Questions and answers about the yellow vest uprising in France

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Members of yellow vest movement on the streets of France in November 2018. Photo: NightFlightToVenus/Flickr

What is going on in France at the moment?

Tens of thousands of regular people, citizens of the French Republic, are staging a democratic revolt against tax increases. It started with a hairdresser and a truck driver deciding to solicit signatures online. It has grown to encompass all of metropolitan France, and its overseas territories and departments.

What explains the growth of the movement?

It jumpstarted from a clever Facebook page calling on protesters to wear their fluorescent yellow safety vest that by law every French car must carry (so that drivers won't get hit by a passing vehicle when they make emergency stops by the roadside).

The yellow vests represent a powerful symbol: the forgotten making themselves visible to each other and to the nation.

What form do the protests take?

Yellow vests have set up camps on traffic circles on the outskirts of most French towns and cities. They began by obstructing oil truck traffic to gasoline depots. Supermarket entrances off the roundabouts were blocked. Drivers were flagged down and asked to sign petitions against tax increases. People brought food and drink in support. Meals are served to protesters. Passing cars honk and wave their support. People struggling to make ends meet have found solidarity with others in similar circumstances. Squeezed middle-income people take part in the action.

Why have people decided to join protests?

 France has a history of popular revolts, leading to political change. The Fourth Republic was overthrown in 1958 by a virtual coup d'état. A four-year civil war ensued as the Fifth Republic was born. People talk more about May 1968, where first students and then workers revolted.

It is 2018, and a series of slights, policy mistakes, acts of bad faith, and poor judgement by successive governments have alienated a significant portion of the population. People are willing to demonstrate, sing the national anthem, and march together on Saturdays in Paris.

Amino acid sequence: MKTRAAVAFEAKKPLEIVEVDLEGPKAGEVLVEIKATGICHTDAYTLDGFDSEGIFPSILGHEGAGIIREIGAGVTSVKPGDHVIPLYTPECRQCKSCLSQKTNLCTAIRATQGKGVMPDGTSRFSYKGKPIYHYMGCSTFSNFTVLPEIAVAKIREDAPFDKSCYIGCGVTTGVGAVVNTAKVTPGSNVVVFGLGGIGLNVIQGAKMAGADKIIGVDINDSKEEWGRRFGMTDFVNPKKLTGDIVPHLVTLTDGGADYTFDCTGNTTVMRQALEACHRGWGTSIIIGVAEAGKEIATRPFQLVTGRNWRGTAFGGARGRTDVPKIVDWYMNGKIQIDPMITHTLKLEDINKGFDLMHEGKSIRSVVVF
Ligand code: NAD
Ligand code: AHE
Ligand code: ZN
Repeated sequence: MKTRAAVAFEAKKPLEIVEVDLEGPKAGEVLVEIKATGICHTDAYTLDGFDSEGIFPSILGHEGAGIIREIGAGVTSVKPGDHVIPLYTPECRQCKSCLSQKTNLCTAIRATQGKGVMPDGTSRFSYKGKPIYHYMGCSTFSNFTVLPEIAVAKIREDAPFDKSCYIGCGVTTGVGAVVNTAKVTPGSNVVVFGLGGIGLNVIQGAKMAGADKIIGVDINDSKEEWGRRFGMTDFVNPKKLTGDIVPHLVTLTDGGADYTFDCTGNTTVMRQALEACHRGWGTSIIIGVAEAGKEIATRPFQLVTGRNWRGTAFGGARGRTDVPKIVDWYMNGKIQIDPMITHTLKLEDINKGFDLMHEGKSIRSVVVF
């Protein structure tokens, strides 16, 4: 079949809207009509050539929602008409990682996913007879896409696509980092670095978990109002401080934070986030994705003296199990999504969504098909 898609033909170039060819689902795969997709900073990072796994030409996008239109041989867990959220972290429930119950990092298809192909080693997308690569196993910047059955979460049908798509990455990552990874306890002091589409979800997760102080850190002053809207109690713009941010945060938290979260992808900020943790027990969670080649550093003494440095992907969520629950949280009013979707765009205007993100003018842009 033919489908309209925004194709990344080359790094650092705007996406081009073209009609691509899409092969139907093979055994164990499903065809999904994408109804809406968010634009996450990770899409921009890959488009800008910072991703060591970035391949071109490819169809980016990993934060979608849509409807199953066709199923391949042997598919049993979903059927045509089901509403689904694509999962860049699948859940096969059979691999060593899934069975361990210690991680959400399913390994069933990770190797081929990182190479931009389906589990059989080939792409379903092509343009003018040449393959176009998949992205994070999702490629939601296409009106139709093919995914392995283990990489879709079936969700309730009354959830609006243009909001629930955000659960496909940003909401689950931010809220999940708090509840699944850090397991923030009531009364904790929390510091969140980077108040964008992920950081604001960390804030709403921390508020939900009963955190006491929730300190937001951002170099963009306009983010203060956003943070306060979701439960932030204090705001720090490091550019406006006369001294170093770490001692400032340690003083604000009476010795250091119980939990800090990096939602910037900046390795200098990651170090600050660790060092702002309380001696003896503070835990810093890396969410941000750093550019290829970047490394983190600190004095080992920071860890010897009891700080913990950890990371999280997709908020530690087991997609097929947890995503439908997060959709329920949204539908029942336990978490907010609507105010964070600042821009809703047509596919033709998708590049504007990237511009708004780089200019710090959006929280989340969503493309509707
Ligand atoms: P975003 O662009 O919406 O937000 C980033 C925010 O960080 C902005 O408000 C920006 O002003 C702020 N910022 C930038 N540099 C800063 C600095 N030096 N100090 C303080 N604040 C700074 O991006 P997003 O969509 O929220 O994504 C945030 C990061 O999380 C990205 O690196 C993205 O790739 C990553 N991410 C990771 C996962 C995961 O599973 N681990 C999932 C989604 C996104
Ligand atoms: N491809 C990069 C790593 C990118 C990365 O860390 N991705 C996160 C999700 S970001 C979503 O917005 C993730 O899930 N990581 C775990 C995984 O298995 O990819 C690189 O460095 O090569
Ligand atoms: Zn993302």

Why a "democratic" revolt?

Political life in a country with an electoral democracy includes seeking the consent of the governed. Such consent is implied when a government law receives majority votes in an elected assembly. In fact, consent is supposed -- not granted by citizens. Lobbies and interest groups intervene, citizens are not consulted directly. Public demonstrations are a way for people to withdraw their democratic consent from government action.

Experienced political figures know they need to stay in touch with popular sentiment so as not to be surprised at election time. The current government is inexperienced. Having misjudged the mood of the country, it is slowly moving towards partially satisfying some demands of the protesters, without notable success in calming the situation.

The protests are angry; why are people so mad?

One of the first acts of French President Macron was to eliminate the tax on financial portfolios. Meanwhile, he began raising charges on local services, reducing grants to municipal governments, and cutting public services. People began to call him the president of the rich, or, as his predecessor François Holland quipped, the president of the very rich. The Macron austerity program provoked citizens to ask: we should pay more so that the wealthy could pay less? No satisfactory answer was available from the government and they lost the confidence of many.